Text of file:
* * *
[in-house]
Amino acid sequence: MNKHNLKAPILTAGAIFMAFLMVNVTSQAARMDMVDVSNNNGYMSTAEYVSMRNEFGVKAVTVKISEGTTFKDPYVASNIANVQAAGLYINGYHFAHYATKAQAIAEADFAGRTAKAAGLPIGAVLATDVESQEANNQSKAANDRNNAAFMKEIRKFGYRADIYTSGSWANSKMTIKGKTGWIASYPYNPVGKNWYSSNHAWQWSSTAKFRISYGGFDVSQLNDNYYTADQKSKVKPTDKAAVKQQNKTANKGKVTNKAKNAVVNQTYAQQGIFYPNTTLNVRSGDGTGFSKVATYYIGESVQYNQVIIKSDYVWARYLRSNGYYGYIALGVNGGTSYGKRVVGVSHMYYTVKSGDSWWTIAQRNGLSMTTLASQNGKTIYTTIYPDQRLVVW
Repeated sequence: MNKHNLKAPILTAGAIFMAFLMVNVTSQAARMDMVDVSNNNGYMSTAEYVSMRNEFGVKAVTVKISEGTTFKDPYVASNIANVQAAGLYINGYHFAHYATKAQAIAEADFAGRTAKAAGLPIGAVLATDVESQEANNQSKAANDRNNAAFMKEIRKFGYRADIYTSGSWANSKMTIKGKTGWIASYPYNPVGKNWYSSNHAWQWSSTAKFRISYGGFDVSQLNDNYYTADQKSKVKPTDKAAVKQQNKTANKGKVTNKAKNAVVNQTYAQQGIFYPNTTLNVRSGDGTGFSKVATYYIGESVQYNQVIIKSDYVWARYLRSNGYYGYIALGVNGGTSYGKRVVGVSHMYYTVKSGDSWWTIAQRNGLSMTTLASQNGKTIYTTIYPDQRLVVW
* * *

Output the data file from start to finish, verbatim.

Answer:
[in-house]
Amino acid sequence: MNKHNLKAPILTAGAIFMAFLMVNVTSQAARMDMVDVSNNNGYMSTAEYVSMRNEFGVKAVTVKISEGTTFKDPYVASNIANVQAAGLYINGYHFAHYATKAQAIAEADFAGRTAKAAGLPIGAVLATDVESQEANNQSKAANDRNNAAFMKEIRKFGYRADIYTSGSWANSKMTIKGKTGWIASYPYNPVGKNWYSSNHAWQWSSTAKFRISYGGFDVSQLNDNYYTADQKSKVKPTDKAAVKQQNKTANKGKVTNKAKNAVVNQTYAQQGIFYPNTTLNVRSGDGTGFSKVATYYIGESVQYNQVIIKSDYVWARYLRSNGYYGYIALGVNGGTSYGKRVVGVSHMYYTVKSGDSWWTIAQRNGLSMTTLASQNGKTIYTTIYPDQRLVVW
Repeated sequence: MNKHNLKAPILTAGAIFMAFLMVNVTSQAARMDMVDVSNNNGYMSTAEYVSMRNEFGVKAVTVKISEGTTFKDPYVASNIANVQAAGLYINGYHFAHYATKAQAIAEADFAGRTAKAAGLPIGAVLATDVESQEANNQSKAANDRNNAAFMKEIRKFGYRADIYTSGSWANSKMTIKGKTGWIASYPYNPVGKNWYSSNHAWQWSSTAKFRISYGGFDVSQLNDNYYTADQKSKVKPTDKAAVKQQNKTANKGKVTNKAKNAVVNQTYAQQGIFYPNTTLNVRSGDGTGFSKVATYYIGESVQYNQVIIKSDYVWARYLRSNGYYGYIALGVNGGTSYGKRVVGVSHMYYTVKSGDSWWTIAQRNGLSMTTLASQNGKTIYTTIYPDQRLVVW